The plague of Justinian from 541 to 543 decimated nearly half the population in the Mediterranean, while the Black Death of the Middle Ages killed one in every three Europeans.
Don't forget to include the American Indians. The plague decimated them, too.
I don't think it would have come to that. The chargeback is just final recourse if Sony didn't honor their warranty.
The USB port and SD card port have plastic flaps to keep the water out. The phone has a proprietary magnetic connector that doesn't need a flap for charging, though. Fortunately, there's plenty of knock-off connectors on Amazon for a few bucks.
It's actually pretty cool, I picked up a cheap stand that I use to charge the phone at night, and I have a Sony car stereo that holds the phone in its magnetic connector.
Seriously, this isn't a big deal. Why is everyone making a big deal of this?
Specifically, why is Google making a big deal of this? When Intel changed its logo hardly anyone noticed.
In my experience, data coverage in the woods varies tremendously. What we call "in the middle of nowhere" is so relative; in the "middle of nowhere" in a state like Massachusetts is probably a mile or two "as the crow flies" to an area dense enough to have wireless data. "In the middle of nowhere" in California or Nevada will have excellent camping; but no data coverage.
In my opinion, you're better off finding a handful of camping sites and general locations that you know will have rock-solid data coverage; and spend your working hours there.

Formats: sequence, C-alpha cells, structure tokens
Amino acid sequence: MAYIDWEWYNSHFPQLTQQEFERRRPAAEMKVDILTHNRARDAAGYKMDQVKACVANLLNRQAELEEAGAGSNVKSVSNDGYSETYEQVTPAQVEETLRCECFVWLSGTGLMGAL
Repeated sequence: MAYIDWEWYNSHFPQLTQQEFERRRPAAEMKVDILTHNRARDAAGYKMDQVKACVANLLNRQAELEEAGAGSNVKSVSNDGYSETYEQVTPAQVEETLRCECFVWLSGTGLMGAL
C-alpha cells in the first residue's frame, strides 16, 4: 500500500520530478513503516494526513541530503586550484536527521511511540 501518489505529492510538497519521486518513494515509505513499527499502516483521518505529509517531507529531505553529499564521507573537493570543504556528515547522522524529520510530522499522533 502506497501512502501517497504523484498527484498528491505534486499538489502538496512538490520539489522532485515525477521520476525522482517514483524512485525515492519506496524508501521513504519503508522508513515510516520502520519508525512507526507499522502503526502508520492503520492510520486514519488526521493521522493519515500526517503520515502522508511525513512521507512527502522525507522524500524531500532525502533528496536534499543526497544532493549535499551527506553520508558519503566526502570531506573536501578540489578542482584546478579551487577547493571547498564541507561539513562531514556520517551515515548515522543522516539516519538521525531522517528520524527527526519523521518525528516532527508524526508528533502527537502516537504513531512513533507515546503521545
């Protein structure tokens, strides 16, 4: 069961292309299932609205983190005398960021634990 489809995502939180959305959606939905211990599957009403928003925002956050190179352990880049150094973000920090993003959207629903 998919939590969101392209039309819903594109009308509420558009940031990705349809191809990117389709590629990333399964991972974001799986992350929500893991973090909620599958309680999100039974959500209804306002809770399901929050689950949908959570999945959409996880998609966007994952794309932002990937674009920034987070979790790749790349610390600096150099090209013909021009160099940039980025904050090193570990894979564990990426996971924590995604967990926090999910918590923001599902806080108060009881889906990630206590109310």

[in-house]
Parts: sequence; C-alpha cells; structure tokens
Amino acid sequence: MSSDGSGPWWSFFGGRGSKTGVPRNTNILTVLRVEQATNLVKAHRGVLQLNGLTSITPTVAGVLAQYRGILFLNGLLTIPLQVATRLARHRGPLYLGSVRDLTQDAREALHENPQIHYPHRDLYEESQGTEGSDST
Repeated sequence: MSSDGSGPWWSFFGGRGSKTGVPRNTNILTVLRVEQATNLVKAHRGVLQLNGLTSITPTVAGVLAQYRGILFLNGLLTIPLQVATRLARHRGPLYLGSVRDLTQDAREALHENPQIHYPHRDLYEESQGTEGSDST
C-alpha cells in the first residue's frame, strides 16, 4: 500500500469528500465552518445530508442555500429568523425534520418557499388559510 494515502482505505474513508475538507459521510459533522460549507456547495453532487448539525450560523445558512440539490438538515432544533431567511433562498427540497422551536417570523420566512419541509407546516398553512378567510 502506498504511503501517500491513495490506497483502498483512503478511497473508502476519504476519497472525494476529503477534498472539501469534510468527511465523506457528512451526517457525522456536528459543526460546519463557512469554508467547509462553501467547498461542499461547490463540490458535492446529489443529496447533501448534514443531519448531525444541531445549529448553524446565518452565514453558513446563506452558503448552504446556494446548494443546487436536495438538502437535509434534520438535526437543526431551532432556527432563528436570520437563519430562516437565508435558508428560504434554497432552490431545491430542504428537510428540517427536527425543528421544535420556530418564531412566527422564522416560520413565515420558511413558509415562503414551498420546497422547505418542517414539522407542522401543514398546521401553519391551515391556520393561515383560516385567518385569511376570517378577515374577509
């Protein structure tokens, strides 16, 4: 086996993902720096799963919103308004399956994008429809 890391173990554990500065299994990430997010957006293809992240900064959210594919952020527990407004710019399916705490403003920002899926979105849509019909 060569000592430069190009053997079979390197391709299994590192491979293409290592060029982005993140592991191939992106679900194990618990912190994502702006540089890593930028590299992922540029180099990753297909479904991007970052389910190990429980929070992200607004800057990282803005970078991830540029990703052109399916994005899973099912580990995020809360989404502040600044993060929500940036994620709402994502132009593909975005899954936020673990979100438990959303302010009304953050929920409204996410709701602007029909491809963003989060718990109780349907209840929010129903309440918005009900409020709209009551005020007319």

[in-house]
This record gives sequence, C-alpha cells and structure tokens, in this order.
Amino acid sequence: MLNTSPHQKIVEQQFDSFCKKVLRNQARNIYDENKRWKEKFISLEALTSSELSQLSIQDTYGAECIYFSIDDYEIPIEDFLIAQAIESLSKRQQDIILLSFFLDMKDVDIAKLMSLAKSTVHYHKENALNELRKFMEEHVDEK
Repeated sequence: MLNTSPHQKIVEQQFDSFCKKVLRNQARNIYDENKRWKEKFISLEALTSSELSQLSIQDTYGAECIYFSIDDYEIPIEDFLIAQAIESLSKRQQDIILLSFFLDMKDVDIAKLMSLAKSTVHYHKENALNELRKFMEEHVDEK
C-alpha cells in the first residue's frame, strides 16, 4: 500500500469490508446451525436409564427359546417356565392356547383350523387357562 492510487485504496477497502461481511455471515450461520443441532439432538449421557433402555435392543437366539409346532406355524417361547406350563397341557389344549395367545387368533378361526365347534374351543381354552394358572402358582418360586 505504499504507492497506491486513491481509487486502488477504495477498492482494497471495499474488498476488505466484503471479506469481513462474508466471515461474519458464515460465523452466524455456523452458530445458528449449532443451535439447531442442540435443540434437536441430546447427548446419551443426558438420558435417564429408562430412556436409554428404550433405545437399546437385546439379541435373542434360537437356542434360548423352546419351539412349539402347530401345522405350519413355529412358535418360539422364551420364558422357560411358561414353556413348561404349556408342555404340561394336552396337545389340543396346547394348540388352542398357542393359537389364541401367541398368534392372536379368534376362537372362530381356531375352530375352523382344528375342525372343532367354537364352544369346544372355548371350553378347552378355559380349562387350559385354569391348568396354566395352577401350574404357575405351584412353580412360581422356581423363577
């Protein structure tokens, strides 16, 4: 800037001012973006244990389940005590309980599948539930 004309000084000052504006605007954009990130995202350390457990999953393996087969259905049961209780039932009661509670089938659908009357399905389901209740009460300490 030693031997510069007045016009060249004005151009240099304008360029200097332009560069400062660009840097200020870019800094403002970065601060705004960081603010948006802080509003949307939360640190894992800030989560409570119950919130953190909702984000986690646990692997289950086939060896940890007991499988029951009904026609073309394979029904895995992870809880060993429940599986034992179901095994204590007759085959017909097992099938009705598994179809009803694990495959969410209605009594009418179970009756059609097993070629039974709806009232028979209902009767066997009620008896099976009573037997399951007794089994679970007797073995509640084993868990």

BUT, if you run the numbers, you will see that we NEED nukes
I used to be for nuclear power. The problem is that, when nuclear reactors get old, they require hyper-vigilance to ensure that they aren't leaking radioactive materials. We just don't have the political climate to regulate a leaky nuclear power plant.
If the US was pro-regulation, I think we could have enough checks and balances to run nuclear power safely. But, given how we don't like regulations, I'd rather just invest in energy sources that don't require such close watch.
Use a $35 Chromecast!
You can send your entire screen to your TV with a Chromecast. You'll probably want to find some kind of wireless keyboard and/or mouse to do this.
You could also look at Android TV and see if there's a screen mirroring application. I don't know if Android TV can run ordinary Android apps, but if it can, there's already a screen mirroring program.
Finally, stick PCs are a thing. You could always run a screen sharing program on a stick PC.
IMO, I think trying to connect a PC to a TV is quickly becoming more effort than it's worth. This is for the following reasons:
I fear that something like this is too bulky to be practical. Besides, when I need multiple monitors, I'm at a desk.
Perhaps a better option would be a 19 or 21-inch laptop; or VR glasses?
The first version always gets thrown away.